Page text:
I really wasn't expecting much from this book. Being a big fan of Bernard Cornwell and being used to his type of writing, I was pretty sceptical about Ken Follet's writing, however, I was more than mildly suprised to find that after getting over the different fashion of writing and story telling, this became a story that I just could not leave until the very end. It was fabulous - a very well written story of a priest whose ambition to build a fantastic church comes to life, the many wonderful characters with intricate stories surrounding the building. I never want to give much away in a review, other than to say that if you like historic stories, this is one of the best ones that I have come across. I was delighted with the characters, the ups and downs of the events, the knotting created in your stomache by some of the characters, its brilliantly laid out, has some real 'feel good' moments and you really must read/listen to this one.
"Without doubt one of the best..."
I kept putting off listening to this wonderful book, I wasn't sure if it was going to be a bit dry- boy was I wrong! This is one of the best audiobooks I have listened to alongside Jonathan Strange & Mr Norrel and Under The Dome, what connects all these audiobooks is the strong narration and excellent character development by the authors. Pillars is one of those books where you can see, feel and smell the era and people. You really get to know each character so well, you cheer on the heroes and boo the villians- I was very sad when it was over. It is long but that is what makes it so great, value for credit and I have listened to some real duffs recently so was crying out for a good listen. John Lee is a great narrator and I can't wait to listen to him again reading World Without End. My new favorite author- Ken Follet and my new favorite narrator John Lee!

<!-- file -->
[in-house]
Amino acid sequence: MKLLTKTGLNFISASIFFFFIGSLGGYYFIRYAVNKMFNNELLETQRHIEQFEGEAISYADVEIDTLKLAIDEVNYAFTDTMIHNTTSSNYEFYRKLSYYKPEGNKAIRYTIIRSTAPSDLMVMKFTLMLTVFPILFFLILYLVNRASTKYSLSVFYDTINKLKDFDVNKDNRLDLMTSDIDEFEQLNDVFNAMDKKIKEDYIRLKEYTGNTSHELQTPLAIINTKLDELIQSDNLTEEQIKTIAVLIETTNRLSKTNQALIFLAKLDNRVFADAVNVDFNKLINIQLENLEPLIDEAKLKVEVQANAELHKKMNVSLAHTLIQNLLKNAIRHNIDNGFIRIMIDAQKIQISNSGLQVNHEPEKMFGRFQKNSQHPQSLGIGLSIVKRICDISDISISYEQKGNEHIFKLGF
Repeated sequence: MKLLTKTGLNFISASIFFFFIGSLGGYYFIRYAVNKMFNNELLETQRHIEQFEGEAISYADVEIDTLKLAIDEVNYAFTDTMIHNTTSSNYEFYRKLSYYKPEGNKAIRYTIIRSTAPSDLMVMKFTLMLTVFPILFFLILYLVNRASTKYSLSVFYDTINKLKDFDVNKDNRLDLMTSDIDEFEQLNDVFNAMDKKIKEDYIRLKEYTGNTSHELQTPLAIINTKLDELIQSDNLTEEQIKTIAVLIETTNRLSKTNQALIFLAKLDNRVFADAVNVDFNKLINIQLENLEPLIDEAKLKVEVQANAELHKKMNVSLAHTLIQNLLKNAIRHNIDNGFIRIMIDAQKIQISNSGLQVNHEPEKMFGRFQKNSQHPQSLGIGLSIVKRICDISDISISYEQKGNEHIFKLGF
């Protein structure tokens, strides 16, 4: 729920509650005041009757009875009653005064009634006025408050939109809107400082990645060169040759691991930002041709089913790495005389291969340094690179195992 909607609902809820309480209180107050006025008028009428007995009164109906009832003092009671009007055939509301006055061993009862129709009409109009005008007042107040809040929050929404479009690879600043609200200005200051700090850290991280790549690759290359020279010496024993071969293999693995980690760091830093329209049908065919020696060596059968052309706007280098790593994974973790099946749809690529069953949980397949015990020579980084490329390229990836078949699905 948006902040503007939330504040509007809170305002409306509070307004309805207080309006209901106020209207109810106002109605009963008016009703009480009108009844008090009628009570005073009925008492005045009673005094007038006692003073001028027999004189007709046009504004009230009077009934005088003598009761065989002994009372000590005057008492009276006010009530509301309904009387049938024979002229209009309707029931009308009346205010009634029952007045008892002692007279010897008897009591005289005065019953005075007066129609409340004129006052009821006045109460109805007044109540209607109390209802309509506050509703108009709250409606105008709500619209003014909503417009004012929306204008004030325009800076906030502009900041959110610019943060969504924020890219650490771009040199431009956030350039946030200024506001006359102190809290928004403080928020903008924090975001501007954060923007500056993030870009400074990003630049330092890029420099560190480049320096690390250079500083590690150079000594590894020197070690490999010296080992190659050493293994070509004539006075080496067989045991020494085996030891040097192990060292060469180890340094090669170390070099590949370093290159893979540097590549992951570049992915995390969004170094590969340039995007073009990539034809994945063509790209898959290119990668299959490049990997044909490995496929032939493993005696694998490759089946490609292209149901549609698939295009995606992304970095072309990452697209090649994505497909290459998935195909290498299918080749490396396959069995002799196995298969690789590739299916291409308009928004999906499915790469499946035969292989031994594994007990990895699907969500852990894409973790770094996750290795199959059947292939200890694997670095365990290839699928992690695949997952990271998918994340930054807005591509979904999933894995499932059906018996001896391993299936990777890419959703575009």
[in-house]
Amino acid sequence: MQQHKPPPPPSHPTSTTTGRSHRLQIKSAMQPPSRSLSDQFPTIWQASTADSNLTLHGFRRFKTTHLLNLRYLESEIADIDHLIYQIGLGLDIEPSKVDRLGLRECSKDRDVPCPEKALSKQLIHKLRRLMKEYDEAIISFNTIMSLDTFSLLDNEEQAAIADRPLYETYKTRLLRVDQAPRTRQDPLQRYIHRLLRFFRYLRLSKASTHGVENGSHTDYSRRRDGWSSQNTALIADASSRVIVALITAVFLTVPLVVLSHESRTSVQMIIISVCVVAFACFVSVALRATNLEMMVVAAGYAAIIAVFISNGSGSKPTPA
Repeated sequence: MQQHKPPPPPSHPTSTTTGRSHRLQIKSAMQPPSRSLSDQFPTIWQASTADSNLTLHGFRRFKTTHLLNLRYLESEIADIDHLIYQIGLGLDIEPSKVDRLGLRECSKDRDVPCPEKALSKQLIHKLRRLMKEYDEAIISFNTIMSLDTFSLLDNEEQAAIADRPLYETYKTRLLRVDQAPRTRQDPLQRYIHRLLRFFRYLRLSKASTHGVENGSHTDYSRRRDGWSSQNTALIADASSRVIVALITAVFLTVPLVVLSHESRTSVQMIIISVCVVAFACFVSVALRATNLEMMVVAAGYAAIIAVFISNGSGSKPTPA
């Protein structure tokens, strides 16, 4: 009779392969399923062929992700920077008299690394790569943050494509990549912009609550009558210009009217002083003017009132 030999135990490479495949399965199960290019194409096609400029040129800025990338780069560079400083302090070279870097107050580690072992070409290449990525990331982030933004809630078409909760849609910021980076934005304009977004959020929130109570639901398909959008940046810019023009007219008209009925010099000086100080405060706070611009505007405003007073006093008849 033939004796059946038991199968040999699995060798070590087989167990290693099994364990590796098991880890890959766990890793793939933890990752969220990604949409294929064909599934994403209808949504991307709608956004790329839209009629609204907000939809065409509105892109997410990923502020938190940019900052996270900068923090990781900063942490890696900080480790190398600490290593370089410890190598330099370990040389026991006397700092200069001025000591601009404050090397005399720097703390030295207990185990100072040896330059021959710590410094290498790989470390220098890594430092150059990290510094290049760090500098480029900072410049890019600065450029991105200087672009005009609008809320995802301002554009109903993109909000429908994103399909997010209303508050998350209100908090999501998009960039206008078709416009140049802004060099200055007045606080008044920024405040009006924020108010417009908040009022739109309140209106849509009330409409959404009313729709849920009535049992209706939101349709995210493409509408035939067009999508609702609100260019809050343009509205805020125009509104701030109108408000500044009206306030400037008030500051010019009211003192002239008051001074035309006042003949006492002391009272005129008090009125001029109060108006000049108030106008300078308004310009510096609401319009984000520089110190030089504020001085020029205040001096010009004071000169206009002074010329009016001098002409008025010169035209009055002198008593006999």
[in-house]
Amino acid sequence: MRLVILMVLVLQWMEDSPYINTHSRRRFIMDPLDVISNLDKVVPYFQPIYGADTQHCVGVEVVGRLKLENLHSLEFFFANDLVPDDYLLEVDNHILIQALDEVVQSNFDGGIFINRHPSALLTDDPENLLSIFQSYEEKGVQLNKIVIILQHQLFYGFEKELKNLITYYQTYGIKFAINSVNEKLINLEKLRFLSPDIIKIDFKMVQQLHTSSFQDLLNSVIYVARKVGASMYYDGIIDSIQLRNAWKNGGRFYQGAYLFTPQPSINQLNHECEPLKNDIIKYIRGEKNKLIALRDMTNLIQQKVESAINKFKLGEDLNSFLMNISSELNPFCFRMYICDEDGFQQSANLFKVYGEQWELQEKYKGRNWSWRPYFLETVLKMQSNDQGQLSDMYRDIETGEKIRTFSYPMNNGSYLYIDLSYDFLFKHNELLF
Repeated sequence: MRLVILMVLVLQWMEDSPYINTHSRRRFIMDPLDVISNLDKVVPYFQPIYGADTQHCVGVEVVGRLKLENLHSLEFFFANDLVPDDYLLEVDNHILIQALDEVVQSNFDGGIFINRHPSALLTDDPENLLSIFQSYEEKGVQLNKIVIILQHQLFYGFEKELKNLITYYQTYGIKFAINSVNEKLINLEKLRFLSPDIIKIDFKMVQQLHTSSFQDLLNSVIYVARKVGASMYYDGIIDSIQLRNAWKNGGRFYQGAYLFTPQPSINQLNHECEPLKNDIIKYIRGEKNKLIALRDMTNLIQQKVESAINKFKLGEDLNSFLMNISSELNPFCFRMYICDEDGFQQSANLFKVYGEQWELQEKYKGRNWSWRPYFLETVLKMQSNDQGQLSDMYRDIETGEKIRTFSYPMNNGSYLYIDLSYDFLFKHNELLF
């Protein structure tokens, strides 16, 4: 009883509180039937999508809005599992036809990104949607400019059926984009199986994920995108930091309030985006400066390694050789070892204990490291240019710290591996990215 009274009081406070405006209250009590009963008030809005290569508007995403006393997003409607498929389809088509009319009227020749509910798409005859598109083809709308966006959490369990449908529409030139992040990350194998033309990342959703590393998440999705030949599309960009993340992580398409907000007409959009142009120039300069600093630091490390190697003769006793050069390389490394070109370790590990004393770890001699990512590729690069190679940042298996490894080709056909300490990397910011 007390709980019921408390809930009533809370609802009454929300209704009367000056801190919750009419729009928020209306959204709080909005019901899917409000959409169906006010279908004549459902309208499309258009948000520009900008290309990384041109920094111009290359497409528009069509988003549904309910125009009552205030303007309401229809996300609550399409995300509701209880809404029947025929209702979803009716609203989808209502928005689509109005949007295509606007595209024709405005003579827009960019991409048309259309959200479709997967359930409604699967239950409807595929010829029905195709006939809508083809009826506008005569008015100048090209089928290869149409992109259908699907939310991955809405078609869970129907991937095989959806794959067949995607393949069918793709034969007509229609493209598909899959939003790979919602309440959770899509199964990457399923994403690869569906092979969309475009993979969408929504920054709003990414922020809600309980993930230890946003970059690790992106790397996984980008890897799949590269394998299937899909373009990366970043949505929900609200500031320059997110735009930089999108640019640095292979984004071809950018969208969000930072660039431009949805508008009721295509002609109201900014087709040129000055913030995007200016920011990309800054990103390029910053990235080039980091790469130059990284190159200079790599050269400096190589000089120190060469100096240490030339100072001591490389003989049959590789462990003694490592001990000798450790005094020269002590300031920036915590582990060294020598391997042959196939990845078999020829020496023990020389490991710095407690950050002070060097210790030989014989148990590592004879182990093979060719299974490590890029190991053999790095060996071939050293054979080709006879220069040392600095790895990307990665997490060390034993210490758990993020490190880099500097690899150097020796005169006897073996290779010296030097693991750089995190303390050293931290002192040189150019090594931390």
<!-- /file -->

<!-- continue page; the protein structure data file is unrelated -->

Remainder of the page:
"Thank the Lord its over!!"
I know its a failing in me. If I've invested in a book I have to see it through to the end, and this one required rather more teeth-gritting than is entirely healthy.